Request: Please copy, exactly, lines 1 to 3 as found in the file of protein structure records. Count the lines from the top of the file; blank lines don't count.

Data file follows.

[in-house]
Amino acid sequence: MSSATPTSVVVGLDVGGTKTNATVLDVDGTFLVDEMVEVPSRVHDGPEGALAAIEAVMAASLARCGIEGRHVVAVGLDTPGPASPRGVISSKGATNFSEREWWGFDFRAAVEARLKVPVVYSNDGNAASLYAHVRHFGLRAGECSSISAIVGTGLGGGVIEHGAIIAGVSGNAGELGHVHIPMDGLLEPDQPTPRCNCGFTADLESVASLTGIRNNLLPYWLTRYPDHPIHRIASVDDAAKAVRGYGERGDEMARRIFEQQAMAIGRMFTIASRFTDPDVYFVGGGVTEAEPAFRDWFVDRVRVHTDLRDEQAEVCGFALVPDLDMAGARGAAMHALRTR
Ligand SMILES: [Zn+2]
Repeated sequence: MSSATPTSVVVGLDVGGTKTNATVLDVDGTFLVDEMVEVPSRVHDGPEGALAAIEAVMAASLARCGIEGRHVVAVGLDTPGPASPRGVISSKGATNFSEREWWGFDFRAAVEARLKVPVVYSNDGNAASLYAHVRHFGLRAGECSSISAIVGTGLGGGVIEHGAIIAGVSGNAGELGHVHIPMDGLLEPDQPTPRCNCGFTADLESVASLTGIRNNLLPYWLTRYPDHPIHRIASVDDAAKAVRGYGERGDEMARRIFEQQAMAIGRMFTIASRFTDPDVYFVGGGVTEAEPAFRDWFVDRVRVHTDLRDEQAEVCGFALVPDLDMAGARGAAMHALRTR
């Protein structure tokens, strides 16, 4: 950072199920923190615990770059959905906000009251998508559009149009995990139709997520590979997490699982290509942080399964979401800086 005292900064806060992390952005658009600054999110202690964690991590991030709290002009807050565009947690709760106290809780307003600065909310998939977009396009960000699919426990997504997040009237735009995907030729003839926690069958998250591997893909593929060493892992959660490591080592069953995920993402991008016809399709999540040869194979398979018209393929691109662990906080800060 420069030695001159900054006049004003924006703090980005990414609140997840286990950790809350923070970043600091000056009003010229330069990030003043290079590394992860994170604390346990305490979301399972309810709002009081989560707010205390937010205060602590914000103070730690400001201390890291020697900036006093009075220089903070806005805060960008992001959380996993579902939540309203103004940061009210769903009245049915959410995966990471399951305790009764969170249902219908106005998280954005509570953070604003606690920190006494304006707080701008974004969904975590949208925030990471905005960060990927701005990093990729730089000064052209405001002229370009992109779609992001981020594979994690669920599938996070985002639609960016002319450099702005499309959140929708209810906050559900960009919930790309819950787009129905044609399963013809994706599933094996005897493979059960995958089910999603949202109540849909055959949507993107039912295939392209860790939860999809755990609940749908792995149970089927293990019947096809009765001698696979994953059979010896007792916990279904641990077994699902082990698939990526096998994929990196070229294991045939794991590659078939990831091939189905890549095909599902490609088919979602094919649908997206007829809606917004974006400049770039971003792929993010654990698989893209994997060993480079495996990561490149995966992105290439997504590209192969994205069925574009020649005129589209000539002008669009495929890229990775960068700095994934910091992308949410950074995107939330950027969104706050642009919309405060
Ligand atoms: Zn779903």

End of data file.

[in-house]
Amino acid sequence: MSSATPTSVVVGLDVGGTKTNATVLDVDGTFLVDEMVEVPSRVHDGPEGALAAIEAVMAASLARCGIEGRHVVAVGLDTPGPASPRGVISSKGATNFSEREWWGFDFRAAVEARLKVPVVYSNDGNAASLYAHVRHFGLRAGECSSISAIVGTGLGGGVIEHGAIIAGVSGNAGELGHVHIPMDGLLEPDQPTPRCNCGFTADLESVASLTGIRNNLLPYWLTRYPDHPIHRIASVDDAAKAVRGYGERGDEMARRIFEQQAMAIGRMFTIASRFTDPDVYFVGGGVTEAEPAFRDWFVDRVRVHTDLRDEQAEVCGFALVPDLDMAGARGAAMHALRTR
Ligand SMILES: [Zn+2]